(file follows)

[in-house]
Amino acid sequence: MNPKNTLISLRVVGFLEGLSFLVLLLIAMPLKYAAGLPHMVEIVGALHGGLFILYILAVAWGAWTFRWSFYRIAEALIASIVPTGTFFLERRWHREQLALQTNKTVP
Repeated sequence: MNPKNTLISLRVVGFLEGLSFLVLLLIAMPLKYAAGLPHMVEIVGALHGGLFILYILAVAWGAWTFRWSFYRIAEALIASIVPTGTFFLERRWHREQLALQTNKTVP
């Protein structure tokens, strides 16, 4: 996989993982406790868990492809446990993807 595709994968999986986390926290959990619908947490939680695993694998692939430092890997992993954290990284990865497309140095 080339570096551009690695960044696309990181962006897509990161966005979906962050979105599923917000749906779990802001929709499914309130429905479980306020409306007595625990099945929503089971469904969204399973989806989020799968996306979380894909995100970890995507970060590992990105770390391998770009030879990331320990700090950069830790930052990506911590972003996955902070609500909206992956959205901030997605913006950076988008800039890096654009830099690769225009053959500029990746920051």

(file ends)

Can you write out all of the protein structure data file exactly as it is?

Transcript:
[in-house]
Amino acid sequence: MNPKNTLISLRVVGFLEGLSFLVLLLIAMPLKYAAGLPHMVEIVGALHGGLFILYILAVAWGAWTFRWSFYRIAEALIASIVPTGTFFLERRWHREQLALQTNKTVP
Repeated sequence: MNPKNTLISLRVVGFLEGLSFLVLLLIAMPLKYAAGLPHMVEIVGALHGGLFILYILAVAWGAWTFRWSFYRIAEALIASIVPTGTFFLERRWHREQLALQTNKTVP
């Protein structure tokens, strides 16, 4: 996989993982406790868990492809446990993807 595709994968999986986390926290959990619908947490939680695993694998692939430092890997992993954290990284990865497309140095 080339570096551009690695960044696309990181962006897509990161966005979906962050979105599923917000749906779990802001929709499914309130429905479980306020409306007595625990099945929503089971469904969204399973989806989020799968996306979380894909995100970890995507970060590992990105770390391998770009030879990331320990700090950069830790930052990506911590972003996955902070609500909206992956959205901030997605913006950076988008800039890096654009830099690769225009053959500029990746920051």